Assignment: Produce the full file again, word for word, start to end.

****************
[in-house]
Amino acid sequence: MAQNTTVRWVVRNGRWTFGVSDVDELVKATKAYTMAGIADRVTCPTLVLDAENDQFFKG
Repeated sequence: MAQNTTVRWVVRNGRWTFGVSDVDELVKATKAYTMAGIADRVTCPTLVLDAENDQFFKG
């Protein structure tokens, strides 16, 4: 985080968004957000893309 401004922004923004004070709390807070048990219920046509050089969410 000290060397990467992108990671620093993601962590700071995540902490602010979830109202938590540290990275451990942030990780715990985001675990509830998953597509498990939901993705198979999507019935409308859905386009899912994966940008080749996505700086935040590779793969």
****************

[in-house]
Amino acid sequence: MAQNTTVRWVVRNGRWTFGVSDVDELVKATKAYTMAGIADRVTCPTLVLDAENDQFFKG
Repeated sequence: MAQNTTVRWVVRNGRWTFGVSDVDELVKATKAYTMAGIADRVTCPTLVLDAENDQFFKG
């Protein structure tokens, strides 16, 4: 985080968004957000893309 401004922004923004004070709390807070048990219920046509050089969410 000290060397990467992108990671620093993601962590700071995540902490602010979830109202938590540290990275451990942030990780715990985001675990509830998953597509498990939901993705198979999507019935409308859905386009899912994966940008080749996505700086935040590779793969």